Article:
Starting a homeless shelter requires meeting financial, practical and political challenges. The practical challenges include finding a suitable location and recruiting enough volunteers. Financially, you need donations -- cash or in-kind -- to pay the bills and provide supplies for shelter residents. Politically, you'll have to win your city or county government's approval. Becoming a nonprofit can make it easier, as donors can write off what they give you as an itemized tax deduction.

Legal Set-Up

The best business structure for your nonprofit is probably a corporation. Check your state's website for guidelines on how to incorporate. Incorporating protects your personal assets from legal liability. It also lets you file as a tax-exempt nonprofit with the IRS, and that makes donations tax-deductible. You'll also need a local business license to operate in your town or county.

Find Volunteers

You can't create a homeless shelter single-handedly. The shelter needs people to staff it. A nonprofit corporation needs a board to make corporate decisions. Churches in many communities are actively working to help the homeless, so talking with pastors and congregations is one way to drum up volunteers. Finding board members can be tougher. You want directors who can fulfill the legal and financial obligations of running a nonprofit, but with enough diversity to reflect your community's population.

The Shelter Location

All kinds of places -- including empty hotels, church basements, private homes and abandoned government property -- have served as homeless shelters. Some nonprofits have built homeless shelters on donated land. Others rely on donated money or government support to buy or rent property. Your site has to conform to your local government's zoning and land-use codes, some of which may not allow homeless shelters. You'll also have to meet any other requirements your local government imposes.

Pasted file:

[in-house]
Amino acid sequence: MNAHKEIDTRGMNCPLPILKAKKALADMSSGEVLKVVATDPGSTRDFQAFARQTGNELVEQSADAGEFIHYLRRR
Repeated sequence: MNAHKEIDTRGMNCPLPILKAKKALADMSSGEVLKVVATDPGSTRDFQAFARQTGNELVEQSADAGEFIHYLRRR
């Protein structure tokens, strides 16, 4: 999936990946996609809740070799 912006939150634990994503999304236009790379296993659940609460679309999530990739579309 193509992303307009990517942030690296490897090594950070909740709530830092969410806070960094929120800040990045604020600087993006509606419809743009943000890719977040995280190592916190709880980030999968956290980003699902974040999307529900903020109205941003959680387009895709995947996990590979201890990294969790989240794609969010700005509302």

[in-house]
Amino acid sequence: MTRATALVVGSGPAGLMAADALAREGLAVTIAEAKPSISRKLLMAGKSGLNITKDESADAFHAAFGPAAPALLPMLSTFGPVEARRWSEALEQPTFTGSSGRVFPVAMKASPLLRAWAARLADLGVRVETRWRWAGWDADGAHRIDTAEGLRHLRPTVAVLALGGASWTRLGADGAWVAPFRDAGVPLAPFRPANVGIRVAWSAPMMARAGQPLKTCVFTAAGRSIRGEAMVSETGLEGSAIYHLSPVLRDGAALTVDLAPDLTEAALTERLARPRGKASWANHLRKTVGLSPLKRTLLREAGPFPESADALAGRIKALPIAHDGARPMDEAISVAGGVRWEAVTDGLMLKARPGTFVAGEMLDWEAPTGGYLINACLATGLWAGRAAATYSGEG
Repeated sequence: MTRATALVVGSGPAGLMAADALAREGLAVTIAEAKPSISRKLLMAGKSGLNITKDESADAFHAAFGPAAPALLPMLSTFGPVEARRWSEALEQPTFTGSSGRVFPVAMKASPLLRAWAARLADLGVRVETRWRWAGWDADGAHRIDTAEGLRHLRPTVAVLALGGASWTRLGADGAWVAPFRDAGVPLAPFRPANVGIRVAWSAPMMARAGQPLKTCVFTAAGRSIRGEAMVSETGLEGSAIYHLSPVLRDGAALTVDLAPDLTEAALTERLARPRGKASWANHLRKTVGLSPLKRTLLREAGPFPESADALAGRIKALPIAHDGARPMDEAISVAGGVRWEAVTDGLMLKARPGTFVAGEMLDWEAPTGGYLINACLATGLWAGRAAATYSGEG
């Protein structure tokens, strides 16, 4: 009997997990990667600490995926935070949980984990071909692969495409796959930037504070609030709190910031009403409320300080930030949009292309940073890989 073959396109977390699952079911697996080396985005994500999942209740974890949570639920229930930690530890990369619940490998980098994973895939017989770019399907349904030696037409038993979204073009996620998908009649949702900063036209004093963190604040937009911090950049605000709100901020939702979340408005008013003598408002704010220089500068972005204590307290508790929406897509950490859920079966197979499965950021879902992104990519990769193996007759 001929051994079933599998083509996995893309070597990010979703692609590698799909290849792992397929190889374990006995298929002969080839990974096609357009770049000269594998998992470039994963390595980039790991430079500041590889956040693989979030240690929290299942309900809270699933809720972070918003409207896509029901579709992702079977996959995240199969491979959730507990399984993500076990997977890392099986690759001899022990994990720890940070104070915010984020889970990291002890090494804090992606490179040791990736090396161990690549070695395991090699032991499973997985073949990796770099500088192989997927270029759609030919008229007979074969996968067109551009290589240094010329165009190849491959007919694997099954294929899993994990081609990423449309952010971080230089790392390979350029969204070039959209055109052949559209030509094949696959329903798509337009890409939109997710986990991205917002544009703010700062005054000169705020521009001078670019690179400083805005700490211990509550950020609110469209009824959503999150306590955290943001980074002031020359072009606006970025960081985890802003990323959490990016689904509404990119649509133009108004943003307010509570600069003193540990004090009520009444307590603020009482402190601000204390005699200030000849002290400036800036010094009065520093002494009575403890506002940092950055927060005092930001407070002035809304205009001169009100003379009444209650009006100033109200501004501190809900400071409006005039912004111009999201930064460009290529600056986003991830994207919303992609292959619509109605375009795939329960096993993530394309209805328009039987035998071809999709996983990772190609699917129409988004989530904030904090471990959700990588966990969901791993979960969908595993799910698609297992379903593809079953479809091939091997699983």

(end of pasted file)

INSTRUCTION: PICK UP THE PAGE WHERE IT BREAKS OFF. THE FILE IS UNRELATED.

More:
Decide on Services

Putting a roof over people's heads is just one aspect of running a shelter. Many shelters offer other services, such as drug treatment, finding employment or finding a more permanent home. Adding more services requires more staff and takes a more demanding skill set. You can always start out just offering shelter and then add other services if your reputation grows enough to attract volunteers.

Look for Grants

The government offers a number of grant programs for homeless shelters. If your city government receives funds from HUD's federal Emergency Shelter Grants Program, it can use it to help you renovate a building as a homeless shelter. The grants can also pay for shelter repairs, rent, utilities and other costs. Some grants focus on specific subpopulations, such as homeless veterans. A Homeless Providers Grant -- available through a Department of Veterans Affairs program -- provides money for building or buying property to shelter homeless veterans.

Solicit Donations

Shelters need money, but they can use in-kind donations as well. People staying with you will need blankets and sheets, towels and soap, food and beverages, and toys for children. Businesses and individuals who don't have money to spare may be willing to donate goods instead. Working through churches and local charitable groups may put you in touch with people who can help out. Your board members should be willing to network and advocate to get more of the community involved.